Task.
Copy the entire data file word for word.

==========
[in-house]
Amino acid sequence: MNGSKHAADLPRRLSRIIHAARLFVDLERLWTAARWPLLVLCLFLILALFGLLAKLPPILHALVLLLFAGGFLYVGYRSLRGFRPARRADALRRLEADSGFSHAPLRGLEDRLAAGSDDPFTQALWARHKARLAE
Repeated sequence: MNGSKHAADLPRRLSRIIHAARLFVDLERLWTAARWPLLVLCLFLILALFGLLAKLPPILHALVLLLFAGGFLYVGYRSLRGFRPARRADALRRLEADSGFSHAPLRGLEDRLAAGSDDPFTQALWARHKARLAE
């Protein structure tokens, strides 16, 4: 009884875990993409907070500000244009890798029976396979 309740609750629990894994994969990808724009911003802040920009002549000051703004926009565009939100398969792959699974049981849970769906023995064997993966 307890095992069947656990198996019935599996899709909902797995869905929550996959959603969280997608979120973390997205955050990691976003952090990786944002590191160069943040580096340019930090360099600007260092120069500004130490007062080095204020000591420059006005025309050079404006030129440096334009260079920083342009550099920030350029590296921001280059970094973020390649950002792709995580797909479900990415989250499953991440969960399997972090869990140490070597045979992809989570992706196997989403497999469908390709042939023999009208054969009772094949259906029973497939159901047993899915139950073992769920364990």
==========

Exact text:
[in-house]
Amino acid sequence: MNGSKHAADLPRRLSRIIHAARLFVDLERLWTAARWPLLVLCLFLILALFGLLAKLPPILHALVLLLFAGGFLYVGYRSLRGFRPARRADALRRLEADSGFSHAPLRGLEDRLAAGSDDPFTQALWARHKARLAE
Repeated sequence: MNGSKHAADLPRRLSRIIHAARLFVDLERLWTAARWPLLVLCLFLILALFGLLAKLPPILHALVLLLFAGGFLYVGYRSLRGFRPARRADALRRLEADSGFSHAPLRGLEDRLAAGSDDPFTQALWARHKARLAE
């Protein structure tokens, strides 16, 4: 009884875990993409907070500000244009890798029976396979 309740609750629990894994994969990808724009911003802040920009002549000051703004926009565009939100398969792959699974049981849970769906023995064997993966 307890095992069947656990198996019935599996899709909902797995869905929550996959959603969280997608979120973390997205955050990691976003952090990786944002590191160069943040580096340019930090360099600007260092120069500004130490007062080095204020000591420059006005025309050079404006030129440096334009260079920083342009550099920030350029590296921001280059970094973020390649950002792709995580797909479900990415989250499953991440969960399997972090869990140490070597045979992809989570992706196997989403497999469908390709042939023999009208054969009772094949259906029973497939159901047993899915139950073992769920364990």